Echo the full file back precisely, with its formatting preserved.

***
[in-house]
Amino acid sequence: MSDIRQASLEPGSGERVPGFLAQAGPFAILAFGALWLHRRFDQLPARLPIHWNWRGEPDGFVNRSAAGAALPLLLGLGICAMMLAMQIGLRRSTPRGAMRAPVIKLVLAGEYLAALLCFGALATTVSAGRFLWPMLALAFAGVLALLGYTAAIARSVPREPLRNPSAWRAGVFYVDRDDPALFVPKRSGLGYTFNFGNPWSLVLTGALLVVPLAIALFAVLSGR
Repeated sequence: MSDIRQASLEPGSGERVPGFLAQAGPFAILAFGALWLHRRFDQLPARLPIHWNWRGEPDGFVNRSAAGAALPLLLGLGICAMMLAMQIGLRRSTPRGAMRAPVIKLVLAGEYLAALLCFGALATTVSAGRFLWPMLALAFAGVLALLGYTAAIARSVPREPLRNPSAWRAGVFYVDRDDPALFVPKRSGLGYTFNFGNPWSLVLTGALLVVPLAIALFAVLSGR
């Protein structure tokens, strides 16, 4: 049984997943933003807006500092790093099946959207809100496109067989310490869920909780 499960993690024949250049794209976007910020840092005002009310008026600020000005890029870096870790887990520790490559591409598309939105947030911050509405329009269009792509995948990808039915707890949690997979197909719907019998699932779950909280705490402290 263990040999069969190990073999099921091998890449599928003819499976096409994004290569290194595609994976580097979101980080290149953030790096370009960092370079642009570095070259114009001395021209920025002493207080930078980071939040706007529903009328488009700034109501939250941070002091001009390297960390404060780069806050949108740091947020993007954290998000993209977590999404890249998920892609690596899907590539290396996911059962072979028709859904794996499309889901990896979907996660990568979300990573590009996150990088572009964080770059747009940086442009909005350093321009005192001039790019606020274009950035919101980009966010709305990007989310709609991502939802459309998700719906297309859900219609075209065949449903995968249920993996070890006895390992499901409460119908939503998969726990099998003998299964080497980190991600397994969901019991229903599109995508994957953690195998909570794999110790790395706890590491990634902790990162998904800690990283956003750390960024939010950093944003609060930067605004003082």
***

[in-house]
Amino acid sequence: MSDIRQASLEPGSGERVPGFLAQAGPFAILAFGALWLHRRFDQLPARLPIHWNWRGEPDGFVNRSAAGAALPLLLGLGICAMMLAMQIGLRRSTPRGAMRAPVIKLVLAGEYLAALLCFGALATTVSAGRFLWPMLALAFAGVLALLGYTAAIARSVPREPLRNPSAWRAGVFYVDRDDPALFVPKRSGLGYTFNFGNPWSLVLTGALLVVPLAIALFAVLSGR
Repeated sequence: MSDIRQASLEPGSGERVPGFLAQAGPFAILAFGALWLHRRFDQLPARLPIHWNWRGEPDGFVNRSAAGAALPLLLGLGICAMMLAMQIGLRRSTPRGAMRAPVIKLVLAGEYLAALLCFGALATTVSAGRFLWPMLALAFAGVLALLGYTAAIARSVPREPLRNPSAWRAGVFYVDRDDPALFVPKRSGLGYTFNFGNPWSLVLTGALLVVPLAIALFAVLSGR
């Protein structure tokens, strides 16, 4: 049984997943933003807006500092790093099946959207809100496109067989310490869920909780 499960993690024949250049794209976007910020840092005002009310008026600020000005890029870096870790887990520790490559591409598309939105947030911050509405329009269009792509995948990808039915707890949690997979197909719907019998699932779950909280705490402290 263990040999069969190990073999099921091998890449599928003819499976096409994004290569290194595609994976580097979101980080290149953030790096370009960092370079642009570095070259114009001395021209920025002493207080930078980071939040706007529903009328488009700034109501939250941070002091001009390297960390404060780069806050949108740091947020993007954290998000993209977590999404890249998920892609690596899907590539290396996911059962072979028709859904794996499309889901990896979907996660990568979300990573590009996150990088572009964080770059747009940086442009909005350093321009005192001039790019606020274009950035919101980009966010709305990007989310709609991502939802459309998700719906297309859900219609075209065949449903995968249920993996070890006895390992499901409460119908939503998969726990099998003998299964080497980190991600397994969901019991229903599109995508994957953690195998909570794999110790790395706890590491990634902790990162998904800690990283956003750390960024939010950093944003609060930067605004003082």